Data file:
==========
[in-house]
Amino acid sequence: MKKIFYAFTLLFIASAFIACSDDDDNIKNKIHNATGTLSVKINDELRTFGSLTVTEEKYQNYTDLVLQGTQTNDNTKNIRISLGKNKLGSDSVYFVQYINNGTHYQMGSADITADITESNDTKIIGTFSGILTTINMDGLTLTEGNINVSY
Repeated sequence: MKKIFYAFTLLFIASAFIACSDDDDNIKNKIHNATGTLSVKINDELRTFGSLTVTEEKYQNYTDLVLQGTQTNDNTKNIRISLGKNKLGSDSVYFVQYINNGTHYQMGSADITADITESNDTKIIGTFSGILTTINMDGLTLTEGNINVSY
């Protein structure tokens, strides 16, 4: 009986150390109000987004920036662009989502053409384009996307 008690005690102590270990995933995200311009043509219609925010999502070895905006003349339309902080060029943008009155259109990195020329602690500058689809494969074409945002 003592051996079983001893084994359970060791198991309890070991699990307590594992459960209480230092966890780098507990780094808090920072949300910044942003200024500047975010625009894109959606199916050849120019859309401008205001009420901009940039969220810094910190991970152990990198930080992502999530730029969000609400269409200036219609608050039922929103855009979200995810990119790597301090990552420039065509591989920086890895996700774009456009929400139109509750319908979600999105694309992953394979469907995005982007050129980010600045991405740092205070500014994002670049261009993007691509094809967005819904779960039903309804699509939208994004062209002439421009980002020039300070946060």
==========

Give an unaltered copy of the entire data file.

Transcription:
[in-house]
Amino acid sequence: MKKIFYAFTLLFIASAFIACSDDDDNIKNKIHNATGTLSVKINDELRTFGSLTVTEEKYQNYTDLVLQGTQTNDNTKNIRISLGKNKLGSDSVYFVQYINNGTHYQMGSADITADITESNDTKIIGTFSGILTTINMDGLTLTEGNINVSY
Repeated sequence: MKKIFYAFTLLFIASAFIACSDDDDNIKNKIHNATGTLSVKINDELRTFGSLTVTEEKYQNYTDLVLQGTQTNDNTKNIRISLGKNKLGSDSVYFVQYINNGTHYQMGSADITADITESNDTKIIGTFSGILTTINMDGLTLTEGNINVSY
């Protein structure tokens, strides 16, 4: 009986150390109000987004920036662009989502053409384009996307 008690005690102590270990995933995200311009043509219609925010999502070895905006003349339309902080060029943008009155259109990195020329602690500058689809494969074409945002 003592051996079983001893084994359970060791198991309890070991699990307590594992459960209480230092966890780098507990780094808090920072949300910044942003200024500047975010625009894109959606199916050849120019859309401008205001009420901009940039969220810094910190991970152990990198930080992502999530730029969000609400269409200036219609608050039922929103855009979200995810990119790597301090990552420039065509591989920086890895996700774009456009929400139109509750319908979600999105694309992953394979469907995005982007050129980010600045991405740092205070500014994002670049261009993007691509094809967005819904779960039903309804699509939208994004062209002439421009980002020039300070946060």